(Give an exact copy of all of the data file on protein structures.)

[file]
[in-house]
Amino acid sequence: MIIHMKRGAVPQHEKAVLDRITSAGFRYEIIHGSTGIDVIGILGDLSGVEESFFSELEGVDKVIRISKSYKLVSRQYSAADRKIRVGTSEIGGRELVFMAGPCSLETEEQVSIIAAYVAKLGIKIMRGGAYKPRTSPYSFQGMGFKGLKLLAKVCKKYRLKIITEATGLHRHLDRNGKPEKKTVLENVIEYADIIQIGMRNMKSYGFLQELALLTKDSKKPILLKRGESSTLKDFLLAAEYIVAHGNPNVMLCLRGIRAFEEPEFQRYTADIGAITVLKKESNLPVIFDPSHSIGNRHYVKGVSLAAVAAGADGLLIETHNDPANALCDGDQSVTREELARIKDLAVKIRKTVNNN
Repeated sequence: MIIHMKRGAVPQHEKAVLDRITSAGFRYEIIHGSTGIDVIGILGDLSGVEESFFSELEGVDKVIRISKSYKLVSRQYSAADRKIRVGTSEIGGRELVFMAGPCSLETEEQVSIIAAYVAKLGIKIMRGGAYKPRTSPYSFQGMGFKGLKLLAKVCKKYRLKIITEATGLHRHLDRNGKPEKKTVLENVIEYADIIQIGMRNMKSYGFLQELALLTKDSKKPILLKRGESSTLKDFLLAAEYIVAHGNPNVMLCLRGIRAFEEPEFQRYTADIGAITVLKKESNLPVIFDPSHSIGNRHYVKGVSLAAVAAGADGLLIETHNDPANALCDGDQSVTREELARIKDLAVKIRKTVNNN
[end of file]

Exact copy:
[in-house]
Amino acid sequence: MIIHMKRGAVPQHEKAVLDRITSAGFRYEIIHGSTGIDVIGILGDLSGVEESFFSELEGVDKVIRISKSYKLVSRQYSAADRKIRVGTSEIGGRELVFMAGPCSLETEEQVSIIAAYVAKLGIKIMRGGAYKPRTSPYSFQGMGFKGLKLLAKVCKKYRLKIITEATGLHRHLDRNGKPEKKTVLENVIEYADIIQIGMRNMKSYGFLQELALLTKDSKKPILLKRGESSTLKDFLLAAEYIVAHGNPNVMLCLRGIRAFEEPEFQRYTADIGAITVLKKESNLPVIFDPSHSIGNRHYVKGVSLAAVAAGADGLLIETHNDPANALCDGDQSVTREELARIKDLAVKIRKTVNNN
Repeated sequence: MIIHMKRGAVPQHEKAVLDRITSAGFRYEIIHGSTGIDVIGILGDLSGVEESFFSELEGVDKVIRISKSYKLVSRQYSAADRKIRVGTSEIGGRELVFMAGPCSLETEEQVSIIAAYVAKLGIKIMRGGAYKPRTSPYSFQGMGFKGLKLLAKVCKKYRLKIITEATGLHRHLDRNGKPEKKTVLENVIEYADIIQIGMRNMKSYGFLQELALLTKDSKKPILLKRGESSTLKDFLLAAEYIVAHGNPNVMLCLRGIRAFEEPEFQRYTADIGAITVLKKESNLPVIFDPSHSIGNRHYVKGVSLAAVAAGADGLLIETHNDPANALCDGDQSVTREELARIKDLAVKIRKTVNNN